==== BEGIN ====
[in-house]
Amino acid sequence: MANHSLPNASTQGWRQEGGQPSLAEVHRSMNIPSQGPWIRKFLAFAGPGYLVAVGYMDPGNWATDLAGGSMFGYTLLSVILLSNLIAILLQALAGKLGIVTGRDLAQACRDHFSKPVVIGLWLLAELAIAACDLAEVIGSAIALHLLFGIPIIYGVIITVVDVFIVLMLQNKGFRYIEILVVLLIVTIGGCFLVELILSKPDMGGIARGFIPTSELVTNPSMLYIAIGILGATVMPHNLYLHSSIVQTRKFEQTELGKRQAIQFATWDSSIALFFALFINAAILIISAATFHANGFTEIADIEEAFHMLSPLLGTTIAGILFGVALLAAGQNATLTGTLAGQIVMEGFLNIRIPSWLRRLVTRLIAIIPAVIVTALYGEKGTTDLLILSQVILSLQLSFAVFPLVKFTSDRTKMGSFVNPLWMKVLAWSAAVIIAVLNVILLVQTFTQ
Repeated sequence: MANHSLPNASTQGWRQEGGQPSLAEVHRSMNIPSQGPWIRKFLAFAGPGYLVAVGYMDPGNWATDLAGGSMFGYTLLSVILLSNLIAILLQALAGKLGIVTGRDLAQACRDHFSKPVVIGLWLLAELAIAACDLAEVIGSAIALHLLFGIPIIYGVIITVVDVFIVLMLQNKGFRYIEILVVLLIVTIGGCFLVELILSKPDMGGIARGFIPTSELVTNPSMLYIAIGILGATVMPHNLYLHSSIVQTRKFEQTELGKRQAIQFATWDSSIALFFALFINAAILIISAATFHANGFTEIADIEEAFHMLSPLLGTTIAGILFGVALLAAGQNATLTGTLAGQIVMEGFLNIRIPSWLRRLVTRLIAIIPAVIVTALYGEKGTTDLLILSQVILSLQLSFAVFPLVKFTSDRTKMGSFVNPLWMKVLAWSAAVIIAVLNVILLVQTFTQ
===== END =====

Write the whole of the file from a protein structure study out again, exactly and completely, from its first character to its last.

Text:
[in-house]
Amino acid sequence: MANHSLPNASTQGWRQEGGQPSLAEVHRSMNIPSQGPWIRKFLAFAGPGYLVAVGYMDPGNWATDLAGGSMFGYTLLSVILLSNLIAILLQALAGKLGIVTGRDLAQACRDHFSKPVVIGLWLLAELAIAACDLAEVIGSAIALHLLFGIPIIYGVIITVVDVFIVLMLQNKGFRYIEILVVLLIVTIGGCFLVELILSKPDMGGIARGFIPTSELVTNPSMLYIAIGILGATVMPHNLYLHSSIVQTRKFEQTELGKRQAIQFATWDSSIALFFALFINAAILIISAATFHANGFTEIADIEEAFHMLSPLLGTTIAGILFGVALLAAGQNATLTGTLAGQIVMEGFLNIRIPSWLRRLVTRLIAIIPAVIVTALYGEKGTTDLLILSQVILSLQLSFAVFPLVKFTSDRTKMGSFVNPLWMKVLAWSAAVIIAVLNVILLVQTFTQ
Repeated sequence: MANHSLPNASTQGWRQEGGQPSLAEVHRSMNIPSQGPWIRKFLAFAGPGYLVAVGYMDPGNWATDLAGGSMFGYTLLSVILLSNLIAILLQALAGKLGIVTGRDLAQACRDHFSKPVVIGLWLLAELAIAACDLAEVIGSAIALHLLFGIPIIYGVIITVVDVFIVLMLQNKGFRYIEILVVLLIVTIGGCFLVELILSKPDMGGIARGFIPTSELVTNPSMLYIAIGILGATVMPHNLYLHSSIVQTRKFEQTELGKRQAIQFATWDSSIALFFALFINAAILIISAATFHANGFTEIADIEEAFHMLSPLLGTTIAGILFGVALLAAGQNATLTGTLAGQIVMEGFLNIRIPSWLRRLVTRLIAIIPAVIVTALYGEKGTTDLLILSQVILSLQLSFAVFPLVKFTSDRTKMGSFVNPLWMKVLAWSAAVIIAVLNVILLVQTFTQ